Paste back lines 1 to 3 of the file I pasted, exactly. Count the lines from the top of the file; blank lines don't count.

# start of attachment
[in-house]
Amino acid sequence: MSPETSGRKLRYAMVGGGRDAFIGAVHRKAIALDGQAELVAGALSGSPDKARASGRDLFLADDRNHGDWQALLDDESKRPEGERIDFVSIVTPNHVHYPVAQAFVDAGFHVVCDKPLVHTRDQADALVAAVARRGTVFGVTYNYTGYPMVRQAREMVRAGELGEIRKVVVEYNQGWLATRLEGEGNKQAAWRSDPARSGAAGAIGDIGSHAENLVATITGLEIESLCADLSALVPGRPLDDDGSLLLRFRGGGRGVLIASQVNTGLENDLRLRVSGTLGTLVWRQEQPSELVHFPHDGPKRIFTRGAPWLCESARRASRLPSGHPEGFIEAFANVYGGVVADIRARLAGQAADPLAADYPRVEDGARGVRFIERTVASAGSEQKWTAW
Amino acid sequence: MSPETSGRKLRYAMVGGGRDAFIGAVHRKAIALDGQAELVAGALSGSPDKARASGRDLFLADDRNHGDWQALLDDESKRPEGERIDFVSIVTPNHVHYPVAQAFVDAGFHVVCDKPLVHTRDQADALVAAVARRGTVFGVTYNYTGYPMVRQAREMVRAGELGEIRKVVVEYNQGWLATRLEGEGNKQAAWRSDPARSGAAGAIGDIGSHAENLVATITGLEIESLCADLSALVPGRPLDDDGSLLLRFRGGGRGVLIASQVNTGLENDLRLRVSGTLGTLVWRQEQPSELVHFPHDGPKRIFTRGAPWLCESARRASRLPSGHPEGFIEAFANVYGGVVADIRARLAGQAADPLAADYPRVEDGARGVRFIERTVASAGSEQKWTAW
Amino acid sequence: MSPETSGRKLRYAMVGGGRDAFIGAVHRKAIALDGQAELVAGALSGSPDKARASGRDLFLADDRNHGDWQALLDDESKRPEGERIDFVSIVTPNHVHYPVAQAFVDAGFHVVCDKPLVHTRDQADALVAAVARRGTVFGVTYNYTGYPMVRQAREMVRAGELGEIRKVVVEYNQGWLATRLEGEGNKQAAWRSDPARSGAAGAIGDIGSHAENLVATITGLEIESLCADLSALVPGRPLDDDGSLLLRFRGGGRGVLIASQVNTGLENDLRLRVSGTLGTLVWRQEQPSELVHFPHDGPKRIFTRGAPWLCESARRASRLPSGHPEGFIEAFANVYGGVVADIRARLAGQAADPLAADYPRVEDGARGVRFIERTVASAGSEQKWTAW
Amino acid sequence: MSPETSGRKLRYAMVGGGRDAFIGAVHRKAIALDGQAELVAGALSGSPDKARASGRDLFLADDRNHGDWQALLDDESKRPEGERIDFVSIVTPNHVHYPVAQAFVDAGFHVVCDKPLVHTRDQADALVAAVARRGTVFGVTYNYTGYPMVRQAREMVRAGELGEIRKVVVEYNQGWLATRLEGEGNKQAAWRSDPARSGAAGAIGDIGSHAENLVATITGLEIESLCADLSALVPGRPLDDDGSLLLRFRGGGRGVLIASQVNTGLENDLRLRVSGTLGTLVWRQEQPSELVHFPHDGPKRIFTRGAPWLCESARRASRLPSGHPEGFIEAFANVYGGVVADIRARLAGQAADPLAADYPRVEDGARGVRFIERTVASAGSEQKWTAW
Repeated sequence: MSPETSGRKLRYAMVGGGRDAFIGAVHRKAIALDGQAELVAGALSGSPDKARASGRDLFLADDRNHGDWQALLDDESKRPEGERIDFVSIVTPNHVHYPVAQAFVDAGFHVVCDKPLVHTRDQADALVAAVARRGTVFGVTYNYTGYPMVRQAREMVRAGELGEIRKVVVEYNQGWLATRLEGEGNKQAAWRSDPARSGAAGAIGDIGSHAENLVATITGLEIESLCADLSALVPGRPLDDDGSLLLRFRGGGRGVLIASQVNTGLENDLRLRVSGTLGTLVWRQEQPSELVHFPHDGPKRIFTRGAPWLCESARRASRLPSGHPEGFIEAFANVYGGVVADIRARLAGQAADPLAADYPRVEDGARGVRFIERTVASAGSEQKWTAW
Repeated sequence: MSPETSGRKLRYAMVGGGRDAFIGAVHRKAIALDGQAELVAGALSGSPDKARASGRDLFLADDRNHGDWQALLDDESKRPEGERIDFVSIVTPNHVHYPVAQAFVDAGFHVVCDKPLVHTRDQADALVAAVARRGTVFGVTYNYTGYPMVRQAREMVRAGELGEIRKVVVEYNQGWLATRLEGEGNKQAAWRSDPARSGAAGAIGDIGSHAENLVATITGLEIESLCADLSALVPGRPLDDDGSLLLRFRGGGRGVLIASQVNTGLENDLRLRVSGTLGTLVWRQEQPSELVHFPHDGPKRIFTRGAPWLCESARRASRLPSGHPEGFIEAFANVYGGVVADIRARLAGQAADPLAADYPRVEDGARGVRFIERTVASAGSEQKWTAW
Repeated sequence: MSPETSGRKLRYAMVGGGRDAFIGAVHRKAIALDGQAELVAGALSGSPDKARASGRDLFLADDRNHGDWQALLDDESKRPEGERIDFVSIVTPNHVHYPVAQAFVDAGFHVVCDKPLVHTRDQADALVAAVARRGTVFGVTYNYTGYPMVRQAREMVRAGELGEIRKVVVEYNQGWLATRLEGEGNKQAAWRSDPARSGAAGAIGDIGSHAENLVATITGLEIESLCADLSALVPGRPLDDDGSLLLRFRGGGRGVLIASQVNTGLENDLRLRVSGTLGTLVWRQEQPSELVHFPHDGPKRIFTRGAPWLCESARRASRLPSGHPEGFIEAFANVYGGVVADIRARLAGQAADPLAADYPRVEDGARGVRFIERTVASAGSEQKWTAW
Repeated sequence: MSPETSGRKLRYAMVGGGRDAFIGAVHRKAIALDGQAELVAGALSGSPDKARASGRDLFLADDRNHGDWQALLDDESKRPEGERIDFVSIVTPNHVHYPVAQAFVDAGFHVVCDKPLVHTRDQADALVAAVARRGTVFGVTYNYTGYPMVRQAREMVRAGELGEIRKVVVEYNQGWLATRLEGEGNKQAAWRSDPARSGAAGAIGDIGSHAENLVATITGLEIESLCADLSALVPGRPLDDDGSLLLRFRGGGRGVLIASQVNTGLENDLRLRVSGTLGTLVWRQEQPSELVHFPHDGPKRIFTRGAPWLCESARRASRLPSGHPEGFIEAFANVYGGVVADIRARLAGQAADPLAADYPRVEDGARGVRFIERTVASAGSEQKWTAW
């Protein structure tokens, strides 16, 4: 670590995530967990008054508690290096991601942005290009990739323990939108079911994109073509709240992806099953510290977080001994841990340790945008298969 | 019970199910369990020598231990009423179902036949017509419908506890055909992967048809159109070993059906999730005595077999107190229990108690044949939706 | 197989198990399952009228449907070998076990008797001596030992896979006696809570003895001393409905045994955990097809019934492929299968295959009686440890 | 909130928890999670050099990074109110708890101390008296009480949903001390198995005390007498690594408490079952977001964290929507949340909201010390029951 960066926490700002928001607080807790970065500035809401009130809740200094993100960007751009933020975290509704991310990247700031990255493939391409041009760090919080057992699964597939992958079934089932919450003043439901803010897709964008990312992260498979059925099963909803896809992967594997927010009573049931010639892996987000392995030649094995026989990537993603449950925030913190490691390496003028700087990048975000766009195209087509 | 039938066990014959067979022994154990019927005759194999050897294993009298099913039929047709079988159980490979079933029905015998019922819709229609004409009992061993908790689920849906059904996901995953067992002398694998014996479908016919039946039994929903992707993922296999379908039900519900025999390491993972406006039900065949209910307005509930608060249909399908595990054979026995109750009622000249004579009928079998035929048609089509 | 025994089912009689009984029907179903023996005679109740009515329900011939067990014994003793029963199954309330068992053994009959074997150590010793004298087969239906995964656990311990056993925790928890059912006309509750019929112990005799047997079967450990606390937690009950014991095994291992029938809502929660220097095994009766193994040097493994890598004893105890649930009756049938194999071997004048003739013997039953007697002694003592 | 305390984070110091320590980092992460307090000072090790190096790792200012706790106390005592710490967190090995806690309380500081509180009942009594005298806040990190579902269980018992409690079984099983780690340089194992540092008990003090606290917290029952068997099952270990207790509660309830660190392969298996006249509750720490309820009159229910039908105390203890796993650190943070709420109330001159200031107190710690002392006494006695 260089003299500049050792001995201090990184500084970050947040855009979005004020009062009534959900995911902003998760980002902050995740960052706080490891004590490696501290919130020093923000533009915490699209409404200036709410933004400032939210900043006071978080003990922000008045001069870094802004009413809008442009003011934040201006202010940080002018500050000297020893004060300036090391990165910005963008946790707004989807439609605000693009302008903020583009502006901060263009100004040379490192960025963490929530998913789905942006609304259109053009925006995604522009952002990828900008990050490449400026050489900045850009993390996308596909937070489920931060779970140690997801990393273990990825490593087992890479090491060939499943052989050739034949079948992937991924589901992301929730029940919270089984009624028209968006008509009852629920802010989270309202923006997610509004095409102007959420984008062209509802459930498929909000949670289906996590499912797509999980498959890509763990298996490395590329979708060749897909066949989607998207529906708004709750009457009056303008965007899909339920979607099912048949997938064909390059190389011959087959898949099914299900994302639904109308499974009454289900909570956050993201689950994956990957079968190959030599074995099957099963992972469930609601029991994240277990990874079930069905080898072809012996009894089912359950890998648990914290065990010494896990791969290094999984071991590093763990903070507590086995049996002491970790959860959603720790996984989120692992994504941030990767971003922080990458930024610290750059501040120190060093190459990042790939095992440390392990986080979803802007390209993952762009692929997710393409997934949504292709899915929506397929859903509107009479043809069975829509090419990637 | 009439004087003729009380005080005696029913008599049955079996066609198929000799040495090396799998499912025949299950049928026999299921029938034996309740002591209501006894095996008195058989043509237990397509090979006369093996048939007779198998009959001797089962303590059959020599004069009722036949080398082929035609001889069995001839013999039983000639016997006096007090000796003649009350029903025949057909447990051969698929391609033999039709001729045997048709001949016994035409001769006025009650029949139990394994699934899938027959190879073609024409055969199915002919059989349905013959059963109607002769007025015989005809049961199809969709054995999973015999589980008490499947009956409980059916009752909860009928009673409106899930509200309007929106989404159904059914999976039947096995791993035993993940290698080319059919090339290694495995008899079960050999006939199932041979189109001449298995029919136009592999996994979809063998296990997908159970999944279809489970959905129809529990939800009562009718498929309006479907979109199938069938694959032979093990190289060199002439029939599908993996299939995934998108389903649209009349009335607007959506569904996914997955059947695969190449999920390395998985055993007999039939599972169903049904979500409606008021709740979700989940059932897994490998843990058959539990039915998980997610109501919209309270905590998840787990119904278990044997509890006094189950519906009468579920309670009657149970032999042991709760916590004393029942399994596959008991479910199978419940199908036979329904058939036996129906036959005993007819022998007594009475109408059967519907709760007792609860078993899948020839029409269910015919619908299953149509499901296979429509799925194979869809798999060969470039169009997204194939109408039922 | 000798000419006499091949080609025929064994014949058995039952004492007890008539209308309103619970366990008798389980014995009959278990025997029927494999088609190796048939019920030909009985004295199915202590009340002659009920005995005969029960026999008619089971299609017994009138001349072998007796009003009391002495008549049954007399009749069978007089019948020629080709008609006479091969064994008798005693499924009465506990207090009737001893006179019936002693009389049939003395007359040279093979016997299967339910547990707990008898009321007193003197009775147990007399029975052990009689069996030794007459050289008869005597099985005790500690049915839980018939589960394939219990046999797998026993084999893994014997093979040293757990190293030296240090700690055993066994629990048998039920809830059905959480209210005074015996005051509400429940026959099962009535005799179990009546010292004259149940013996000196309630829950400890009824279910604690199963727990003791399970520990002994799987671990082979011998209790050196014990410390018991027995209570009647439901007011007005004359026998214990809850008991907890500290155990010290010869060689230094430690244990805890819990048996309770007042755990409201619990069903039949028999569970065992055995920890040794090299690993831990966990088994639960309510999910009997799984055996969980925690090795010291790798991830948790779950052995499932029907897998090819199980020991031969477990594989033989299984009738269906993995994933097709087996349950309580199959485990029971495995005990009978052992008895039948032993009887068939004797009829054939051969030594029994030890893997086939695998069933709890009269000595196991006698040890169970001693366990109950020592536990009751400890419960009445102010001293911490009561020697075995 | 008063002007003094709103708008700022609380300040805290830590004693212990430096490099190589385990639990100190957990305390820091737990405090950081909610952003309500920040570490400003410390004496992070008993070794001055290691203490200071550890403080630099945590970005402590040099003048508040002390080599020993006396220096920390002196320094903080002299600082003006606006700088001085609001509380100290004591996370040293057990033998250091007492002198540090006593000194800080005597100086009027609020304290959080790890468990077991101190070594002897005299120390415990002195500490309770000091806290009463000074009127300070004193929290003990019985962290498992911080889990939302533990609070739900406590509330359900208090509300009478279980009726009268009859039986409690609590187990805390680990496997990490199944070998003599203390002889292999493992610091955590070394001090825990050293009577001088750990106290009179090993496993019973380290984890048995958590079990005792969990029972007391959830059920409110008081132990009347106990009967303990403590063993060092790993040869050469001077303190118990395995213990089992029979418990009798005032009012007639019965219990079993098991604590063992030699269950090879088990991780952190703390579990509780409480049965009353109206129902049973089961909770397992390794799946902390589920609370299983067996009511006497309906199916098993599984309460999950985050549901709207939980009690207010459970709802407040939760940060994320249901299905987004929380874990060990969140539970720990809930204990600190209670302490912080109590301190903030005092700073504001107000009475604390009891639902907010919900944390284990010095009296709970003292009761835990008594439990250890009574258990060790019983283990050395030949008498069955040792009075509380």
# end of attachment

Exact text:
[in-house]
Amino acid sequence: MSPETSGRKLRYAMVGGGRDAFIGAVHRKAIALDGQAELVAGALSGSPDKARASGRDLFLADDRNHGDWQALLDDESKRPEGERIDFVSIVTPNHVHYPVAQAFVDAGFHVVCDKPLVHTRDQADALVAAVARRGTVFGVTYNYTGYPMVRQAREMVRAGELGEIRKVVVEYNQGWLATRLEGEGNKQAAWRSDPARSGAAGAIGDIGSHAENLVATITGLEIESLCADLSALVPGRPLDDDGSLLLRFRGGGRGVLIASQVNTGLENDLRLRVSGTLGTLVWRQEQPSELVHFPHDGPKRIFTRGAPWLCESARRASRLPSGHPEGFIEAFANVYGGVVADIRARLAGQAADPLAADYPRVEDGARGVRFIERTVASAGSEQKWTAW
Amino acid sequence: MSPETSGRKLRYAMVGGGRDAFIGAVHRKAIALDGQAELVAGALSGSPDKARASGRDLFLADDRNHGDWQALLDDESKRPEGERIDFVSIVTPNHVHYPVAQAFVDAGFHVVCDKPLVHTRDQADALVAAVARRGTVFGVTYNYTGYPMVRQAREMVRAGELGEIRKVVVEYNQGWLATRLEGEGNKQAAWRSDPARSGAAGAIGDIGSHAENLVATITGLEIESLCADLSALVPGRPLDDDGSLLLRFRGGGRGVLIASQVNTGLENDLRLRVSGTLGTLVWRQEQPSELVHFPHDGPKRIFTRGAPWLCESARRASRLPSGHPEGFIEAFANVYGGVVADIRARLAGQAADPLAADYPRVEDGARGVRFIERTVASAGSEQKWTAW